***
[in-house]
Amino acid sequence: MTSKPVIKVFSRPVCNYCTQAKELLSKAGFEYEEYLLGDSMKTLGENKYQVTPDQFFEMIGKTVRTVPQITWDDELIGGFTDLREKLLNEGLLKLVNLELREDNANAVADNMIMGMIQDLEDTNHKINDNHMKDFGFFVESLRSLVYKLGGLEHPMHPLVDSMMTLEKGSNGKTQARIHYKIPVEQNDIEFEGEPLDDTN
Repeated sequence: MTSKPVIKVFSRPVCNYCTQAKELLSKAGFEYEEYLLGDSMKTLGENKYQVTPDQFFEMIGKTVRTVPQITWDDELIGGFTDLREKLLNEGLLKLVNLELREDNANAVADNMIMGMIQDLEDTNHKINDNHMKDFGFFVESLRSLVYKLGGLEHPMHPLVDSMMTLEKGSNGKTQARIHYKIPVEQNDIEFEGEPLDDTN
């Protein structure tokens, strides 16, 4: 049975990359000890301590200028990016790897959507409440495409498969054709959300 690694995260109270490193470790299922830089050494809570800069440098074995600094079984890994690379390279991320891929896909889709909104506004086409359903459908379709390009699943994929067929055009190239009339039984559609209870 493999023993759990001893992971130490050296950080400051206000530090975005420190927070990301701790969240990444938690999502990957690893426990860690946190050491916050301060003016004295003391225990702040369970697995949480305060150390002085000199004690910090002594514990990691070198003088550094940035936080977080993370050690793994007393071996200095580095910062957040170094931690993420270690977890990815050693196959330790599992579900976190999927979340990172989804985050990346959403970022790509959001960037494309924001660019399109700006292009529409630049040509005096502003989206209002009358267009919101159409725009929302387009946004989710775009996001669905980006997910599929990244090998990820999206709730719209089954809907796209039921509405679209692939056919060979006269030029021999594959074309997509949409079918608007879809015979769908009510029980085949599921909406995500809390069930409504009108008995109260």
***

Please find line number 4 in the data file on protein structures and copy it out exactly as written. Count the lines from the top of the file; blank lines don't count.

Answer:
């Protein structure tokens, strides 16, 4: 049975990359000890301590200028990016790897959507409440495409498969054709959300 690694995260109270490193470790299922830089050494809570800069440098074995600094079984890994690379390279991320891929896909889709909104506004086409359903459908379709390009699943994929067929055009190239009339039984559609209870 493999023993759990001893992971130490050296950080400051206000530090975005420190927070990301701790969240990444938690999502990957690893426990860690946190050491916050301060003016004295003391225990702040369970697995949480305060150390002085000199004690910090002594514990990691070198003088550094940035936080977080993370050690793994007393071996200095580095910062957040170094931690993420270690977890990815050693196959330790599992579900976190999927979340990172989804985050990346959403970022790509959001960037494309924001660019399109700006292009529409630049040509005096502003989206209002009358267009919101159409725009929302387009946004989710775009996001669905980006997910599929990244090998990820999206709730719209089954809907796209039921509405679209692939056919060979006269030029021999594959074309997509949409079918608007879809015979769908009510029980085949599921909406995500809390069930409504009108008995109260």